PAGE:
Zhou Dynasty Bronzes
The ritual bronzes of the early Western Zhou continued the late Anyang (安陽) tradition; many were made by the same craftsmen and by their descendants. Even in the predynastic Zhou period, however, new creatures had appeared on the bronzes, notably a flamboyant long-tailed bird that may have had totemic meaning for the Zhou rulers, and flanges had begun to be large and spiky. By the end of the 9th century BC, moreover, certain Shang shapes such as the gu (觚) and gong (觥) were no longer being made, and the taotie (饕餮) and other Shang zoomorphs had been broken up and then dissolved into volutes or undulating meander patterns encircling the entire vessel, with little apparent symbolic intent.
From the outset of Zhou rule, vessels increasingly came to serve as vehicles for inscriptions that were cast to record events and report them to ancestral spirits. An outstanding example, excavated near Xi’an in 1976, was dedicated by a Zhou official who apparently had divined the date for the successful assault upon the Shang and later used his reward money to have the bronze vessel cast. By late Zhou times a long inscription might have well over 400 characters. The longest discovered so far is on the Cauldron of Duke Mao (毛公鼎), which has 499 characters.
The bronzes of the Eastern Zhou period, after 771 BC, show signs of a gradual renaissance in the craft and much regional variation, which appears ever more complex as more Eastern Zhou sites are unearthed. Often adorned with boldly modeled handles in the form of animal heads, 8th- and 7th-century BC bronzes are crude and vigorous in shape. Typical vessels of this phase have been found in a cemetery of the small feudal state of Guo (虢) in Henan province. Vessels from Xinzheng (新鄭) in Henan (8th–6th century BC) reveal a further change to more elegant forms, often decorated with an allover pattern of tightly interlaced serpents; the vessel may be set about with tigers and dragons modeled in the round and topped with a flaring, petaled lid.
The aesthetic tendency toward elaboration was given further stimulus by the introduction of the lost-wax method (失蠟法) of production (by the late 7th century BC), leading quickly to zealous experiments in openwork design that are impressive technically though often heavy in appearance and gaudy in effect. The style of bronzes found at Liyu (李峪) in Shanxi (c. 6th–5th century BC) is much simpler, more compact, and unified; the interlaced and spiral decoration is flush with the surface. Thereafter, until the end of the dynasty, the bronze style became increasingly refined: the decoration was confined within a simpler contour, and the interlacing of the Xinzheng style gave way to the fine, hooked “comma pattern” of the vessels of the 5th and 4th centuries BC. By this time, bronze decor had come under the influence of textile patterns and technique, particularly embroidery, as well as of lacquer decor, suggesting the bronze medium’s decline from primacy. Bronzes decorated in this manner have been found chiefly in the Huai River valley.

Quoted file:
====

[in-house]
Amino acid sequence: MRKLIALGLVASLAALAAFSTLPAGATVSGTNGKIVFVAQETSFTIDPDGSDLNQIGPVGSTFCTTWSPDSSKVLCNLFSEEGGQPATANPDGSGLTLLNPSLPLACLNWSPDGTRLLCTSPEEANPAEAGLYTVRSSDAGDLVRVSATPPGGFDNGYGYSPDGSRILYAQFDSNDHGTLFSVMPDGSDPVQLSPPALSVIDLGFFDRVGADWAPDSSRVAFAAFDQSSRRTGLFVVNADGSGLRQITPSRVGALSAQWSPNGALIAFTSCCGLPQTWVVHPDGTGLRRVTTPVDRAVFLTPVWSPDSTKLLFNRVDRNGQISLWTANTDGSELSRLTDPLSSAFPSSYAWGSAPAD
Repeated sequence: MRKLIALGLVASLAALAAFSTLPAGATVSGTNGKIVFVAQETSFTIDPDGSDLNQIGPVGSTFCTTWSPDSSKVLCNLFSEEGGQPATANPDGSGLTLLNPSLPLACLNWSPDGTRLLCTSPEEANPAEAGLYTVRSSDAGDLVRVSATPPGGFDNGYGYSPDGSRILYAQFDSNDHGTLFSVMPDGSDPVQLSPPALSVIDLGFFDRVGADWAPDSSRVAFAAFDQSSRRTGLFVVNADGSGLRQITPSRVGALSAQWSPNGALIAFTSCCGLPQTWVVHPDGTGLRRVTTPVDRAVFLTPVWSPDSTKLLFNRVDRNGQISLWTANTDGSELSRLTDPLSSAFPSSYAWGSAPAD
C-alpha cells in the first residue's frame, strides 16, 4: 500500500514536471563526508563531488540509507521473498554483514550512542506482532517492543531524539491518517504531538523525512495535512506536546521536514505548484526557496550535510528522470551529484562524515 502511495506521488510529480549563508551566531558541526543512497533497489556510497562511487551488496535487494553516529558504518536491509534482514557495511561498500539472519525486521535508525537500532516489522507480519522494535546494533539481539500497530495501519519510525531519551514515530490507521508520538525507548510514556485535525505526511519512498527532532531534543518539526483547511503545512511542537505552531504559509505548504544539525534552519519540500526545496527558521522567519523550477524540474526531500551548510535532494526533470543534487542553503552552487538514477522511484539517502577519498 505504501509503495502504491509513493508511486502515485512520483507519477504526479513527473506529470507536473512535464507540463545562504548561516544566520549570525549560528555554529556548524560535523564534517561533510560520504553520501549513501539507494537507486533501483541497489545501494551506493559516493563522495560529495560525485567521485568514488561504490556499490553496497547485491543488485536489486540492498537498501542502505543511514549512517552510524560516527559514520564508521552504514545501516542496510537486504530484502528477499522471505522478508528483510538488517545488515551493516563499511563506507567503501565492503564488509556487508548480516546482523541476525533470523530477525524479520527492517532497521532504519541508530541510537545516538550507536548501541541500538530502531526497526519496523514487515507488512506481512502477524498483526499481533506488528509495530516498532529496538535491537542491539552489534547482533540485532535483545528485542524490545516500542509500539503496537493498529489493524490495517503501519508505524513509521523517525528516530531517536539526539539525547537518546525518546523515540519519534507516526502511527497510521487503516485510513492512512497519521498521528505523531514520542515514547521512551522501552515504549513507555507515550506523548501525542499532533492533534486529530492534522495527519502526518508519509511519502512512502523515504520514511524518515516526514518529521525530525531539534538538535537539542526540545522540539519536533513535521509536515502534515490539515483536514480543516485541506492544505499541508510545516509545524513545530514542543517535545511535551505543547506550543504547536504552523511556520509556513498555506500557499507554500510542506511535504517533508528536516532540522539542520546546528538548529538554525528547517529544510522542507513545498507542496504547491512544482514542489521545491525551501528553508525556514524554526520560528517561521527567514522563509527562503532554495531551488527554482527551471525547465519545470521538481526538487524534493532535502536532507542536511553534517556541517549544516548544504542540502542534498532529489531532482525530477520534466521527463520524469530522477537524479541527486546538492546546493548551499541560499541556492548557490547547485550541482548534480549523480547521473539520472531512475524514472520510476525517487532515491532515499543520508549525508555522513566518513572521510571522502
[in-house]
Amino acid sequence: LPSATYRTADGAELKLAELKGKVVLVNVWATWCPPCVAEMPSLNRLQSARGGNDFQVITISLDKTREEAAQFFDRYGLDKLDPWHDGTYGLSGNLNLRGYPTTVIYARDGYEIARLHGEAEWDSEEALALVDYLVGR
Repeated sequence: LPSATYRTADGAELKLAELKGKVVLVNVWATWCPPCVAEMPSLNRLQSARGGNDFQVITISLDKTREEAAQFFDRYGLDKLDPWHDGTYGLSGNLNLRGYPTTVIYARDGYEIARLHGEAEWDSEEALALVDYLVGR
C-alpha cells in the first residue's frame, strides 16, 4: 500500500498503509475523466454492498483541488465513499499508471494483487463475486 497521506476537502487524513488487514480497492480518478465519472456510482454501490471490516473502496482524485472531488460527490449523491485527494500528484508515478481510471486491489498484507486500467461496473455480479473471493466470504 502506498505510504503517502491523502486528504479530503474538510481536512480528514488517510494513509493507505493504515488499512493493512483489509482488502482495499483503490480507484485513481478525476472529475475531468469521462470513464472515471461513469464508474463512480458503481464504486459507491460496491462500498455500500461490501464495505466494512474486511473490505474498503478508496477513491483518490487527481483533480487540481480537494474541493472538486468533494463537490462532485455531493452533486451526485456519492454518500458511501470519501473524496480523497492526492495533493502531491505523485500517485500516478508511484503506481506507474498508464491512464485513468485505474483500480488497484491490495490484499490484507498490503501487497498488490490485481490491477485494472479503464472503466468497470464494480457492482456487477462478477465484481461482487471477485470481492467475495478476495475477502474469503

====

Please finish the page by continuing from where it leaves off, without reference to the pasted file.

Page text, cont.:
In the Zhou Dynasty, bronze bells emerged. Perhaps the oldest class is a small clappered bell called ling (鈴), but the best known is certainly the zhong (鐘), a suspended, clapperless bell. Zhong were cast in sets of eight or more to form a musical scale, and they were probably played in the company of string and wind instruments. The section is a flattened ellipse, and on each side of the body appear 18 blunt spikes, or basses, arranged in three double rows of three. These often show marks of filing, and it has been suggested that they were devices whereby the bell could be tuned to the requisite pitch by removing small quantities of the metal. The oldest specimen recovered in a closed excavation is one from Pudu Cun, dating from the 9th century BC.
The finest example discovered so far is an orchestral set of 64 bells, probably produced in Chu (楚) and unearthed in 1978 from a royal tomb of the Zeng (曾) state, at Leigudun (擂鼓墩) near Sui Xian (隨縣) in Hubei Province. The bells were mounted on wooden racks supported by bronze human figurines. They are graded in size (from about 20 to 150 cm [8 to 60 inches] in height) and tone (covering five octaves), and each is capable of producing two unrelated tones according to where it is struck. Gold-inlaid inscriptions on each bell present valuable information regarding early musical terms and performance, while a 65th bell with flat bottom called bo (镈) is dedicated by inscription from the king of Chu to Marquis Yi of Zeng (Zeng Hou Yi, 曾侯乙), the deceased, and bears a date equivalent to 433 BC.
Bronze mirrors were also used in the Zhou Dynasty, not only for toiletry but also as funerary objects, in accordance with the belief that a mirror was itself a source of light and could illuminate the eternal darkness of the tomb. A mirror also was thought of as a symbolic aid to self-knowledge. Ancient Chinese mirrors were generally bronze disks polished on the face and decorated on the back, with a central loop handle or pierced boss to hold a tassel. The early ones were small and worn at the girdle; later they became larger and were often set on a stand. Mirrors, however, were not widely used until the 4th and 3rd centuries BC. The present day Changsha of Hunan Province, which was in the state of Chu, was a center for the manufacture of late Zhou mirrors, the designs on which consist chiefly of zigzag lozenges, quatrefoil petals, scallops, a hooked symbol resembling the character for “mountain” (shan, 山), and sometimes animal figures superimposed on a dense allover pattern of hooks and volutes. These mirrors are often thin, and the execution is refined and elegant.